I like to read. Often times, I feel like the frequency of new to old books can be considered as a sort of barometer for my mood.
How am I feeling? Am I stressed, tired, in need of a comforting, familiar voice? Or am I refreshed, adventurous - looking for something new and exciting? Is it time to stay at home, or go out into the unknown to see where that leads?
I put these in chronological order, and I probably didn't remember all of them, but here it is in all it's meager glory:
1. Anansai Boys, by Neil Gaiman. I more than likely read a couple of things in January (like how about when I went on my trip to D.C.) and February, but I specifically remember reading this book when I went with KC to New York. And I know that I bought Geek Love while we were in NY, but I haven't finished it yet. Anyways, Neil Gaiman is amazing and this is a fantastic book.
2. True Believer, by Nicholas Sparks. I'm sure this isn't on anyone's top 10 list, but don't forget about the stressed, tired, comforting voice that I needed this year. This book joined the 6 other ones by him on my shelf.
3. Brideshead Revisited, by Evelyn Waugh. I've been wanting to read this book for a long time and after I saw this, I knew it was time. This book is loaded and is not necessarily a light read, but was definitely one of my favorites this year. And incidentally, the reason that I went to see Bright Star was because of Ben Whitshaw and it ended up being one of my favorite movies of 2009.
4. The Watchmen, by Alan Moore and Dave Gibbons. Does it count if it was a reading assignment for class? Even if I read it in a week when we were spending 3 times that long on it in class? The graphic novel = epic. The movie sucked.
5. The Wasteland, by T.S. Eliot. This was for class, too. And it's technically a poem. But I loved it, which was totally unexpected.
6. The Dying Animal, by Philip Roth. Okay, now we're in June or July. I read this book in Spain. Krystle bought it and I read it after her. It was a little disturbing and there is definitely some imagery that I will never be able to erase... but, remember the go out into the unknown and see where that leads attitude? Yeah, I was in the phase.
7. Bonk, by Mary Roach. I became interested in Mary Roach when I read something, although I cannot for the life of me remember what, that was written by her in a magazine. I remember it as being something that most people think of as non-scientific, but she explained it terms of science and I definitely had an "aha!" moment. I found this book in a little shop near the Camden Market in London. I was soo happy to find something in english that didn't cost 25 euros. Her writing is hilariously funny and you'll definitely learn a lot of science and history.
8. A Wrinkle in Time, by Madeleine L'Engle. I obviously lost a couple of months between June and September, but whatever. I'd been staring at my Madeleine L'Engle book set and suddenly thought to myself, "what the hell happens in that book??" so I read it again. It was fantastic.
9. Harry Potter and the Deathly Hallows, by J.K. Rowling. Most people have a favorite Harry Potter book. For the first 6 books that had come out, my favorite had always been HP 3. I mean, that book was incredible. But nothing, nothing compares to this one. It's just unbelievably, undeniably good. I was 11 when my mom got me the first Harry Potter book for Christmas, and I was a week away from 20 when I finished this one. Here, she's not writing for children anymore. I'm not sure she ever was.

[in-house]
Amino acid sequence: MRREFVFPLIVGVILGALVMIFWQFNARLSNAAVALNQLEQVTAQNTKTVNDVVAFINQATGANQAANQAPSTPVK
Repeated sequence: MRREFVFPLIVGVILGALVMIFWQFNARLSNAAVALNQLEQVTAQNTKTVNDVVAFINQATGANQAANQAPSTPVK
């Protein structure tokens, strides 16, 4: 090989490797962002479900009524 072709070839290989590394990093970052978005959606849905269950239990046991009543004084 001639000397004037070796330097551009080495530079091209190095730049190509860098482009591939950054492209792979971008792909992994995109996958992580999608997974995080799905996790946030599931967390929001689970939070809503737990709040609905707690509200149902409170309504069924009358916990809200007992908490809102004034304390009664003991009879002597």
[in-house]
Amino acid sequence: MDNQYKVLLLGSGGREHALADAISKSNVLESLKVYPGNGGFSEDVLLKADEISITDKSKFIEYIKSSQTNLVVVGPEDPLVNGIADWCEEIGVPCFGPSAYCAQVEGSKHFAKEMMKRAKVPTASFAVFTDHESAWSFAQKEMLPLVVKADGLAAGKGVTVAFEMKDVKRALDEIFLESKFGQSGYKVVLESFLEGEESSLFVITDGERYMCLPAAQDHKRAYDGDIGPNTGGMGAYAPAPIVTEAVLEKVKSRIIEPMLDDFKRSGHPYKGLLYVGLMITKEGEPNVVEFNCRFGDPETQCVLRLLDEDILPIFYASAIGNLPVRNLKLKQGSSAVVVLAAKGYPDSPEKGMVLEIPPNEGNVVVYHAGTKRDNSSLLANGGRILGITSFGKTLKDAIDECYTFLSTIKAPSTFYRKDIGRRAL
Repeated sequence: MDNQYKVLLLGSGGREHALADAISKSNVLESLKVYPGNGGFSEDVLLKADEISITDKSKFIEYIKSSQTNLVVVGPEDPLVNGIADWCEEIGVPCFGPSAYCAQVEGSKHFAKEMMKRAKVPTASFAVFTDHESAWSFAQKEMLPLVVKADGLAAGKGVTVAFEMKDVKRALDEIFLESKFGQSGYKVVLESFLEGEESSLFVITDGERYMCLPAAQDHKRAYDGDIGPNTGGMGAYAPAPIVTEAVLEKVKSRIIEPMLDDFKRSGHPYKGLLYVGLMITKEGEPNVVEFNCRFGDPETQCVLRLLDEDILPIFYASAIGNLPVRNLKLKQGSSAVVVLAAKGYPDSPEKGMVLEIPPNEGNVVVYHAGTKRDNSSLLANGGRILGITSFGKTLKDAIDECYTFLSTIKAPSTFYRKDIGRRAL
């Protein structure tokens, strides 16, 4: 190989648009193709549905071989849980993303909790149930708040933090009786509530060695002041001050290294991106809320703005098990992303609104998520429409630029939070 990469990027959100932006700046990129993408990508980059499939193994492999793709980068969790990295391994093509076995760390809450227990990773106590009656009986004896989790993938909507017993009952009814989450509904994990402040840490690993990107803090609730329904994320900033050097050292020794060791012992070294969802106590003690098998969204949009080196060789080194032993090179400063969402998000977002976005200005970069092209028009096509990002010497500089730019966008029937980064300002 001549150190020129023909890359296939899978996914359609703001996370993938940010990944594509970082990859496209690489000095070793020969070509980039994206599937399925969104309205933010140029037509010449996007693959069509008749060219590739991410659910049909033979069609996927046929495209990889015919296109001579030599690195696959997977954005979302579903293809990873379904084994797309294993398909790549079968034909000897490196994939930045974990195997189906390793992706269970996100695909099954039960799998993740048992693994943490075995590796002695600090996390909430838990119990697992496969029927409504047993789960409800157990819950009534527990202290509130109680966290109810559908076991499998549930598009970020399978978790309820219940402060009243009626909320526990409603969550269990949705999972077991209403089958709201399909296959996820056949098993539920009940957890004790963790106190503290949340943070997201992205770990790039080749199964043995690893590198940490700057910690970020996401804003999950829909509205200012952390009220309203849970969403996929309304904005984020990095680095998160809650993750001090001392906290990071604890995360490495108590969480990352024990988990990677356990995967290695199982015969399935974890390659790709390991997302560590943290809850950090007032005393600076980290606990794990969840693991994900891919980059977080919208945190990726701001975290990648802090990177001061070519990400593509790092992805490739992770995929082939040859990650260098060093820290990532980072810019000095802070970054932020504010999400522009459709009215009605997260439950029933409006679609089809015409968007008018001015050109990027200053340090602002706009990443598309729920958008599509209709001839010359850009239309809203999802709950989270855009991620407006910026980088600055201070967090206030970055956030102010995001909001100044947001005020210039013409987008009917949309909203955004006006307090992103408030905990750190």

10. The Penelopiad, by Margaret Atwood. Just to round out a year filled with mythology. I've always been very interested in Odysseus' stalwart wife, Penelope. Did she know about his unfaithfulness? Did she have indiscretions of her own in his absence? Does she know that the homeless beggar is him? Do they plan everything together, or is she just thrilled to not be stuck with a suitor? This was a very interesting take on that famous poem from Penelope's point of view.
11. Neverwhere, by Neil Gaiman. My favorite of his books, and possibly the most creative thing I've ever read. Soon, Mr. Gaiman is going to need his own shelf.
12. The Lost Symbol, by Dan Brown. Yes, I finished it. Actually, once I committed to starting it, I finished it relatively fast - at least, at the pace I've been going. It started off a little slow, but I got really into the end, even if it left a little to be desired. Digital Fortress is still one of my favorites, though, and I should probably re-read Angel & Demons.
As a bonus for getting to the end of this list, here are 3 books that I read every year, and sometimes even more often than that.
13. Pride & Prejudice, by Jane Austen. Probably one of the oldest and rattiest books that I own, with dog-earred pages and a cracked spine, and I wouldn't have it any other way. I love it's worn-ness because it reminds me of all the times I've spent getting lost in it.
14. Ella Enchanted, by Gail Carson Levine. I think I got this book around the same time that I got my first Harry Potter book, maybe a year earlier. It's completely perfect in every way and I can't imagine a better story to buy for or read to a young girl. Make fun of me if you want, but just try reading it - you won't be able to stop.
15. Celia Garth: A Story of Charleston in the Revolution, by Gwen Bristow. Gwen Bristow probably had it hard enough as a woman, trying to write accurate, historical fiction in the 70's, let alone stories with strong female characters. But she's a very gifted writer and her stories are incredibly inspirational. If not this one then how about Calico Palace (which I'm also fairly certain I read this year) or Jubilee Trail?